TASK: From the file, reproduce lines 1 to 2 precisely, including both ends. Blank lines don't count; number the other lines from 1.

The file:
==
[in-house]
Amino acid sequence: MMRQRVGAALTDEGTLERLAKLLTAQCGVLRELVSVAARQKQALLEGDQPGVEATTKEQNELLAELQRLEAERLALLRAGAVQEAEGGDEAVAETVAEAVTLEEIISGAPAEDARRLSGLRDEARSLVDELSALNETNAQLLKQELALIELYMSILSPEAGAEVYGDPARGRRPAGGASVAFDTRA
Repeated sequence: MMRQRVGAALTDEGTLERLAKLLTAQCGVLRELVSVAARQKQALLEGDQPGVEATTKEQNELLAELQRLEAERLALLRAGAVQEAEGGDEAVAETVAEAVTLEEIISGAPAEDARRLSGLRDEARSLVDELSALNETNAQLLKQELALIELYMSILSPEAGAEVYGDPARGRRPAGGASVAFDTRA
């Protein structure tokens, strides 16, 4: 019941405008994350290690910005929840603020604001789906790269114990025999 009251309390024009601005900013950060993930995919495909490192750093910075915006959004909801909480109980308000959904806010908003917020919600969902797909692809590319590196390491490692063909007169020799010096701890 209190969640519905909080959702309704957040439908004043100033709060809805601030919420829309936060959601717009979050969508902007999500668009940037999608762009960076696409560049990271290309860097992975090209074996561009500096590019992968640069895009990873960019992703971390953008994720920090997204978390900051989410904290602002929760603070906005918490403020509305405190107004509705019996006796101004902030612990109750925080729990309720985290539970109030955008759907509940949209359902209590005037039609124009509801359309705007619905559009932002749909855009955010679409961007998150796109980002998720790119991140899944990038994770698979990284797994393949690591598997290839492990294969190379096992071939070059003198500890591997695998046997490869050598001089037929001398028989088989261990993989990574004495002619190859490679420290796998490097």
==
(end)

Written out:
[in-house]
Amino acid sequence: MMRQRVGAALTDEGTLERLAKLLTAQCGVLRELVSVAARQKQALLEGDQPGVEATTKEQNELLAELQRLEAERLALLRAGAVQEAEGGDEAVAETVAEAVTLEEIISGAPAEDARRLSGLRDEARSLVDELSALNETNAQLLKQELALIELYMSILSPEAGAEVYGDPARGRRPAGGASVAFDTRA